STAT221-19S2 (C) Semester Two 2019

Introduction to Statistical Computing Using R

15 points
Details:
Start Date: Monday, 15 July 2019
End Date: Sunday, 10 November 2019
Withdraw Dates
Last Day to withdraw from this course:
  • Without financial penalty: Friday, 26 July 2019
  • Without academic penalty (including no fee refund): Friday, 27 September 2019

Description

Statistical computing skills are essential within the modern workplace of statisticians and other quantitative/analytical positions. This course will develop and build your skills in computer programming for statistics, using the free statistical computing package R which is one of the most widely used tools for data analysis. The course provides excellent preparation for the many UC statistics courses that use R and, more generally, courses that require quantitative computing skills. The newly developed computing skills will also be used to unleash the power of modern computational statistical techniques for analysing complex real world data.

Statistical computing skills are a "must-have" for becoming a statistician and are extremely valuable for any quantitative role where you need to undertake data analysis. This course assumes no prior knowledge of computer programming.

In addition to developing your skills and experience in computing, you will also learn about a range of modern statistical techniques which employ the power of computers to analyse complex real world data.

An integral feature of the course is that the lectures and labs are all taught in computer labs so you can instantly get hands-on experience in implementing these statistical techniques efficiently in R, to take advantage of the ample computing power available to your generation.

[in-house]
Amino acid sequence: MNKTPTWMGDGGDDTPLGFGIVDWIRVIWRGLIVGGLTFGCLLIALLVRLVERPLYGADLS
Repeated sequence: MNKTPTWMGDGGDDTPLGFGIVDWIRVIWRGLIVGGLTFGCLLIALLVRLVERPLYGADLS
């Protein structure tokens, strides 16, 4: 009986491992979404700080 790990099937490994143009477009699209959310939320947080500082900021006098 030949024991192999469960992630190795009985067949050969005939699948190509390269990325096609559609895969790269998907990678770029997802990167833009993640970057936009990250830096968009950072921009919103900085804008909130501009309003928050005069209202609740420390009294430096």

As well as the fundamental of programming (data structure, logic and control flow, functions, etc.), the course will cover simulation of random numbers which can be used to mimic and thus study real world phenomena. Such simulation tools provide exploratory and inferential techniques to manipulate, visualise and make decisions from complex real world data. In particular, the course will cover:
1) random number generators;
2) simulation studies;
3) permutation and resampling methods (in particular bootstrapping)
4) kernel density estimation
Demonstrations and descriptions of these powerful tools are available on Wikipedia if you want to find out more.

Learning Outcomes

  • The intention is to develop the key skills you need and best prepare you for all our statistics courses and wider education in quantitative computing. Following successful completion you will have the skills to develop your own computer program, from scratch, for analysing your data.
  • In addition to developing your skills and experience in computing, you will also learn about a range of modern statistical techniques which employ the power of computers to analyse complex real world data.
    • University Graduate Attributes

      This course will provide students with an opportunity to develop the Graduate Attributes specified below:

      Employable, innovative and enterprising

      Students will develop key skills and attributes sought by employers that can be used in a range of applications.

Pre-requisites

STAT101 and (MATH102 or EMTH118); or any one of MATH103, MATH199, EMTH119.

Restrictions

STAT218

Timetable 2019

Students must attend one activity from each section.

Lecture A
Activity Day Time Location Weeks
01 Thursday 11:00 - 12:00 Ernest Rutherford 464 Computer Lab 15 Jul - 25 Aug
9 Sep - 20 Oct
Lecture B
Activity Day Time Location Weeks
01 Monday 16:00 - 17:00 Ernest Rutherford 212 Computer Lab 15 Jul - 25 Aug
9 Sep - 20 Oct
Lecture C
Activity Day Time Location Weeks
01 Wednesday 10:00 - 11:00 Ernest Rutherford 464 Computer Lab 15 Jul - 25 Aug
9 Sep - 20 Oct
Computer Lab A
Activity Day Time Location Weeks
01 Wednesday 14:00 - 15:00 Ernest Rutherford 464 Computer Lab 22 Jul - 25 Aug
9 Sep - 20 Oct
02 Thursday 09:00 - 10:00 Ernest Rutherford 464 Computer Lab 22 Jul - 25 Aug
9 Sep - 20 Oct

Course Coordinator / Lecturer

Daniel Gerhard

Lecturer

Giulio Dalla Riva

Assessment

Note: To pass this course, you must both pass the course as a whole (≥50% over all the assessment items) and obtain at least 40% in the final examination.

Indicative Fees

Domestic fee $764.00

International fee $4,000.00

* Fees include New Zealand GST and do not include any programme level discount or additional course related expenses.

For further information see Mathematics and Statistics.

All STAT221 Occurrences

  • STAT221-19S2 (C) Semester Two 2019